$ npx create-react-app frontend

The frontend consists of two components:

  • The main one is <App />. This is all the logic for communicating with the backend via HTTP requests and rendering the data fetched from the backend.
  • <Timer /> is used to measure the time.

For the App component, we use the Grid and GridColumn components from KendoReact. First install and save the packages:

$ npm install --save @progress/kendo-react-grid \
                     @progress/kendo-data-query \
                     @progress/kendo-react-inputs \
                     @progress/kendo-react-intl \
                     @progress/kendo-react-dropdowns \

Add it to the import section of App.js:

import { Grid, GridColumn } from "@progress/kendo-react-grid";

And replace the current <div className="App"> with the following:

<div className="App">
  <h1 className="App-title">Serverless KendoReact Pomodoros</h1>
  <Timer onFinish={this.onFinish} />
  <Grid data={**this**} classNames="grid">
    <GridColumn field="PomodoroName" title="Pomodoros Done" />
    <GridColumn field="Date" />
    <GridColumn field="Elapsed" />

Here, we use a simple table to show the Pomodoro timers that we have already completed, plus reference a Timer component that has all the logic for measuring the time spent in the Pomodoros and between them.

The Timer component uses the RadialGauge, Input, and Button KendoReact components, and you can see its entire logic here.

The frontend uses stack.json to determine the details of the endpoint it is connecting to. This file is generated during the deploy of the backend. It is important to deploy the backend before running the frontend.

Once the backend is deployed, we parse the backend endpoint in App.js:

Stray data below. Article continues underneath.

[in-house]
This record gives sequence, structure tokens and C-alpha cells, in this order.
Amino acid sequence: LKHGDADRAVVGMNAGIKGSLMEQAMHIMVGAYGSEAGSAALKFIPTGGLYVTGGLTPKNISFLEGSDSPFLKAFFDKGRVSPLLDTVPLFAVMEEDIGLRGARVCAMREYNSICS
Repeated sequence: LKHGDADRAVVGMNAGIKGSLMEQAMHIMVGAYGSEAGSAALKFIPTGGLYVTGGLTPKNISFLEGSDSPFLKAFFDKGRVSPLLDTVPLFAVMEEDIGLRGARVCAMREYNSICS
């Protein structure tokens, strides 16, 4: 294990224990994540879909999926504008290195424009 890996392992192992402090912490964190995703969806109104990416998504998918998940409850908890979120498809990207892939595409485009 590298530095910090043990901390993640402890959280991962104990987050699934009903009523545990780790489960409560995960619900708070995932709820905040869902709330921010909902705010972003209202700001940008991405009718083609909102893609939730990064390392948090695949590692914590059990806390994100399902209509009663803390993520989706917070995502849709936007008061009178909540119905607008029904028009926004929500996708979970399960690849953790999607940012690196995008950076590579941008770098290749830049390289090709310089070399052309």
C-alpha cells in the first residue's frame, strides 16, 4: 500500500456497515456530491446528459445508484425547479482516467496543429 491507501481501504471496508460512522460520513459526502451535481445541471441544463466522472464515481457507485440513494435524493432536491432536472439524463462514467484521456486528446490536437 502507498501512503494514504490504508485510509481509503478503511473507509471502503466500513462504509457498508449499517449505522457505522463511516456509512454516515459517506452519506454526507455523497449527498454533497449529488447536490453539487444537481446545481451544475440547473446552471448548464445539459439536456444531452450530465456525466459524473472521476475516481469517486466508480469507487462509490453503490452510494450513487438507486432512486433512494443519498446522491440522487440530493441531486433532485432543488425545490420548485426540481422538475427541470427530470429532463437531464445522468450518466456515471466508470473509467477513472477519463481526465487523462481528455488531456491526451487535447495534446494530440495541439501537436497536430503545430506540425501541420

import { ServiceEndpoint } from "./stack.json";

The codebase for our frontend is small now that KendoReact implements all the components. We can focus on defining the business logic and presenting the data clearly.

We won't cover all the frontend code in this article, as there's a lot of boilerplate provided from Create React App. You can find the complete frontend codebase here. Clone that repo before continuing.

Running the Frontend

Once the frontend is ready, and after the backend is deployed, we can run the frontend locally by running the following commands in the frontend directory:

$ npm install


$ npm start

After that, the frontend is accessible at localhost:3000 in your browser. Try adding a few pomodoros:

Pomodoros example

Notice the smooth transitions in the fields provided by KendoReact with no extra code on our side:

Seamless transitions

That's it! We're ready for some productive time with our Pomodoro timer.


As we've seen, it's easy to get KendoReact and Serverless to work together. Configuring a React application to use a Serverless backend only requires a serverless.yml and a stack.json file. There is a lot you can do with a Serverless backend.

KendoReact provides convenient components to use in many situations. We've used grids, the buttons and the text fields in this article, but there are many more — including tools for animation, conversational UIs, PDF processing, and so on.

Serverless is a great way to create simple and scalable APIs and automate the deployment of the infrastructure required for those APIs. Learn more about the Serverless Framework here. If you want to learn about how the Serverless deployment process works on AWS, go here. As I mentioned earlier, while we happened to use AWS in this example, you could also have used a platform like Kinvey, which you can learn more about here.

Learn more about the KendoReact components here. Documentation on specific components included in KendoReact is here. And here is how to install KendoReact.

How did your setup go with Serverless and KendoReact? Let us know in the comments!

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About the Author

Chris Ward

Chris Ward explains cool tech to the world. He is a technical writer and blogger. He has crazy projects in progress and will speak to anyone who listens. You can talk to him! :)